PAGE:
The null hypothesis (H0) that the observed variability in the rainfall is caused by only the natural randomness (i.e., there is no persistence in the temporal climate variation) was considered. To verify the said hypothesis at a given level of significance (α%), nonparametric bootstrapping (Davidson & Hinkley 1997) by Monte Carlo simulations was employed. Consider NMC as the number of Monte Carlo simulations; the bounds of variability using (100–α)% confidence interval (CI) were established as follows:

  • (1) anomaly values were obtained in the original series by applying the NAIM;

  • (2) the original full time series was randomly shuffled to obtain a new temporal sequence;

  • (3) the new series was divided to obtain subseries each of length equal to the block length Lb;

  • (4) the NAIM was applied to the shuffled series to obtain new temporal variation of anomalies;

  • (5) Steps (2)–(4) were repeated NMC times to obtain NMC anomaly values for each subseries;

  • (6) the anomaly values were ranked from the highest to the lowest; and

  • (7) the upper (UL) and lower (LL) limits of the (100–α)% confidence interval (CI) were taken as the [0.005 × α% × NMC]th and [{1–(0.005 × α%)} × NMC]th anomaly values, respectively.

If the anomaly values from Step (1) fell within the CI, H0 (natural randomness) was accepted; otherwise rejected. For the rejection, the UL or LL limit of CI from Step (7) was, respectively, required to be up- or down-crossed by the anomaly values. The values of NMC and α% were set to 1,000 and 5%, respectively.

Figure 2 shows an example of the temporal pattern of anomaly in the rainfall of March to May (MAM) season in the DRC. The up and down arrows indicate periods with rainfall above and below the reference, respectively. Since the 95% CI limits were not up- or down-crossed by the observed change, the temporal variability over the data time period was insignificant.

Figure 2

Results from the NAIM applied to the March to May (MAM) rainfall using a time slice of 10 years over the period 1901–2011; UL (LL) is the upper (lower) limit of the 95% confidence interval (CI).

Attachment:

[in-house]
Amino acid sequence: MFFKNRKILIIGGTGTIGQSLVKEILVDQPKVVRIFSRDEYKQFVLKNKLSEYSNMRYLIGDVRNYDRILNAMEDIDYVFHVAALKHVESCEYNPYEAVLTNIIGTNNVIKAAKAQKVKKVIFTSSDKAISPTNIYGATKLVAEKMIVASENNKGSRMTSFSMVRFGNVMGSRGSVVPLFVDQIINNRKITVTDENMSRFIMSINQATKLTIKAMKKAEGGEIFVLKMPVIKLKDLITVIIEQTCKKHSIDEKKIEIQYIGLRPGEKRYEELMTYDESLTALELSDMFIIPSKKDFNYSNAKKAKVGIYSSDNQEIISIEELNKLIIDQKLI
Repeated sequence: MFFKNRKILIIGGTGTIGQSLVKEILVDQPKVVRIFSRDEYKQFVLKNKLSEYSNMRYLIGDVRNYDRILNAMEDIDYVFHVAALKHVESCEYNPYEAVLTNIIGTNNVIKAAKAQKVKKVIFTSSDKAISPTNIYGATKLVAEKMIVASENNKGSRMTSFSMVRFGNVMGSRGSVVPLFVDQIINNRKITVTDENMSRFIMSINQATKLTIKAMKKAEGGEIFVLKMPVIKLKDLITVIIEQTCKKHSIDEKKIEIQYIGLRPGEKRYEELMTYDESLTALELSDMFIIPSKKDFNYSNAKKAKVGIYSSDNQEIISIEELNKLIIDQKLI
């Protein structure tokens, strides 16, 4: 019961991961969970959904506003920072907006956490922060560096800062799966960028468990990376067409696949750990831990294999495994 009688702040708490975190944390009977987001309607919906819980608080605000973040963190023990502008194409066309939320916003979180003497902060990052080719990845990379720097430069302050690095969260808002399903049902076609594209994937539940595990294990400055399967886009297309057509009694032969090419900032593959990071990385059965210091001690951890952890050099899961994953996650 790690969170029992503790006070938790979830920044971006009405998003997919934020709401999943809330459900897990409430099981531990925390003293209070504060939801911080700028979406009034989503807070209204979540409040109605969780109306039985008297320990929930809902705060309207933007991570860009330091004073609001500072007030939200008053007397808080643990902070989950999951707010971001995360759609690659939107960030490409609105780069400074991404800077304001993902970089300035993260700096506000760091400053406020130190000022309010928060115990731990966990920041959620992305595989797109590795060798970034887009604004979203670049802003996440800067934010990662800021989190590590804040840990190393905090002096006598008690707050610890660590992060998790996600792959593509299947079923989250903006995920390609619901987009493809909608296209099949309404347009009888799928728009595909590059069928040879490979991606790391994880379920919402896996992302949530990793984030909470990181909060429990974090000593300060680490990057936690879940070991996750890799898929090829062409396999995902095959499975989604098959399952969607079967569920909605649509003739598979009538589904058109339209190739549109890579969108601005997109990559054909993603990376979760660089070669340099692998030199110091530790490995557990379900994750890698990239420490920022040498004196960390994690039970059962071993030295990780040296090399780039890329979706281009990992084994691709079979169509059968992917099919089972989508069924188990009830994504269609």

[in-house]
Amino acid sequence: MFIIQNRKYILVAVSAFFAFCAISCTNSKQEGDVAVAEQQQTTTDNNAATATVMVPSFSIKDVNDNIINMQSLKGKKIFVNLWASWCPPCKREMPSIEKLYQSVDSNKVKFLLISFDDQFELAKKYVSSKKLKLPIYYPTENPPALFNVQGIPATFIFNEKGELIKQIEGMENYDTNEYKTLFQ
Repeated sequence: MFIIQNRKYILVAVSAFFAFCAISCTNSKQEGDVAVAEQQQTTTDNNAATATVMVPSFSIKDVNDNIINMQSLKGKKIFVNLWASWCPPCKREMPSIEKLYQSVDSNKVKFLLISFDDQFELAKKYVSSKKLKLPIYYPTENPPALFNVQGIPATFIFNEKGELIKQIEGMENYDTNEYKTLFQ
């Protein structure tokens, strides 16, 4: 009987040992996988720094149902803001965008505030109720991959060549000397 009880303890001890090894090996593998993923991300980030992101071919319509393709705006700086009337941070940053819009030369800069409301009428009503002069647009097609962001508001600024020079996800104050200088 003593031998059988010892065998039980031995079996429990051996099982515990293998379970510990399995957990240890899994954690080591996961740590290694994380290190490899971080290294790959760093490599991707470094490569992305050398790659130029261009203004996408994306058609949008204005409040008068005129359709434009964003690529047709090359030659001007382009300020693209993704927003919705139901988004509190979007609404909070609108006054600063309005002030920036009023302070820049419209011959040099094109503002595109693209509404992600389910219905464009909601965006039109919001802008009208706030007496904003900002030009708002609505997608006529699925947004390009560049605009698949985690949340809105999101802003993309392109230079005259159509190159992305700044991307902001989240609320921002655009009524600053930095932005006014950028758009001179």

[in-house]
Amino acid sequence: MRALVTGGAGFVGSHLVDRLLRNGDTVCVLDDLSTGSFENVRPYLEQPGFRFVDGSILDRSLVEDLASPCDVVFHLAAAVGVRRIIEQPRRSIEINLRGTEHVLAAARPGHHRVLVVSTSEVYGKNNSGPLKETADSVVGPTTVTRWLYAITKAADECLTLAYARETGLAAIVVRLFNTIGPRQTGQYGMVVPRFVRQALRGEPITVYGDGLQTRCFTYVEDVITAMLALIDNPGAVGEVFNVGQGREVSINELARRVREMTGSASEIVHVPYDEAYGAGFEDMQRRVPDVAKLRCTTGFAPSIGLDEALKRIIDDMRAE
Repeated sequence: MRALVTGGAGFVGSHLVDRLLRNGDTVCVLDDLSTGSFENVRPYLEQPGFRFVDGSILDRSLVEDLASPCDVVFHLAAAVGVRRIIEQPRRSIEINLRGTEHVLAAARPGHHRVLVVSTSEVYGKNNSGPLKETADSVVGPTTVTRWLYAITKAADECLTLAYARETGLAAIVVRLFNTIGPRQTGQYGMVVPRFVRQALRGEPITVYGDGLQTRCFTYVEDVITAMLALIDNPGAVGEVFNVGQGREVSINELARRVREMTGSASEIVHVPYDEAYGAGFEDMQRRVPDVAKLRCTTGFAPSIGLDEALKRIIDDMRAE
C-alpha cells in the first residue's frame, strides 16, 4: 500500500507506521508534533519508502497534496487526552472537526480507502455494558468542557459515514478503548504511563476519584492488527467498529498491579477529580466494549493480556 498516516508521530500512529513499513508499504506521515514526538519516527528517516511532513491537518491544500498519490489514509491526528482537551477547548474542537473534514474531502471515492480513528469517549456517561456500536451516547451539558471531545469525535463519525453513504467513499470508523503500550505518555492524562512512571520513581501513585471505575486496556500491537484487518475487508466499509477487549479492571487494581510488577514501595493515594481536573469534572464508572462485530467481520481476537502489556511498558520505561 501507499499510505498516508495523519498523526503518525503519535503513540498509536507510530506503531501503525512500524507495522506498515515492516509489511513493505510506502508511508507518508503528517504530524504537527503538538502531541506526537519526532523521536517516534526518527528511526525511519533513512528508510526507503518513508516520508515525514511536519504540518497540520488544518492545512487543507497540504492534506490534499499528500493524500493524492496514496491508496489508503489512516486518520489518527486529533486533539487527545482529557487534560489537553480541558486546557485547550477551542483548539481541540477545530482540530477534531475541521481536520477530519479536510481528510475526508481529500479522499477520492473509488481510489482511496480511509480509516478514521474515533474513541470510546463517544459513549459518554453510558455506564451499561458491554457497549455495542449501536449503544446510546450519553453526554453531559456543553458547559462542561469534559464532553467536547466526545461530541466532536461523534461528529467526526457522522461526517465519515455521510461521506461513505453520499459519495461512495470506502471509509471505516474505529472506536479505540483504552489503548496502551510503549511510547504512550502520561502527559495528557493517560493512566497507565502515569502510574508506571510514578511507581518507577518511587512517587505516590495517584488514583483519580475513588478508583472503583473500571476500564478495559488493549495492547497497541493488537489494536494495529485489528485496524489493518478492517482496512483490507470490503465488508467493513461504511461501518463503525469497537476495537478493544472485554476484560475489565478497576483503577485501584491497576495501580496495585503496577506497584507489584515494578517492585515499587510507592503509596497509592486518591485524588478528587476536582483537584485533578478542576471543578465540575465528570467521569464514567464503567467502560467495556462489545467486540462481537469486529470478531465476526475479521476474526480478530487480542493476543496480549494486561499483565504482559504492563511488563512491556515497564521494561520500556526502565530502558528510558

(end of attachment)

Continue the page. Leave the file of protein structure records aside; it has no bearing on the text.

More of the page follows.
Figure 2

Results from the NAIM applied to the March to May (MAM) rainfall using a time slice of 10 years over the period 1901–2011; UL (LL) is the upper (lower) limit of the 95% confidence interval (CI).

Correlation analysis

Any possible linkage of the rainfall variability to the large scale ocean–atmosphere interactions was sought using correlation analysis (at both α = 5 and 1%) under the null hypothesis H0 ‘there is no correlation between the variability results of the rainfall and those of the climate indices’. The correlation analysis was carried out at both annual and seasonal time scales.

RESULTS AND DISCUSSION

Spatial differences in rainfall seasons

Figure 3 shows the long-term mean monthly rainfall. In Figure 3(a), it is seen that the rainfall over the equatorial region exhibits a bimodal pattern with the main wet season from March to May (MAM) and ‘short rains’ from October to December (OND). Two dry seasons exist as well; the main one is from June to September (JJAS) and the other from January to February (JF). Contrastingly, as shown in Figure 3(b), the main wet season of Sudan, Ethiopia, and Eritrea occurs in JJAS and ‘short rains’ are in MAM; there is one long dry season from October to February (ONDJF). For Egypt, the mean value of the rainfall in each month is far lower than those in Figure 3(a) and 3(b). However, it is noticeable that the wet seasons of Egypt cover MAM and ONDJF, and the dry season occurs in the period JJAS. For representativeness, these patterns of long-term mean monthly totals obtained using country-wide rainfall were crosschecked and found to agree with those presented by Onyutha & Willems (2015a) for data observed at some meteorological stations especially in Uganda, Tanzania, Burundi, Sudan, Ethiopia, Eritrea, and Egypt.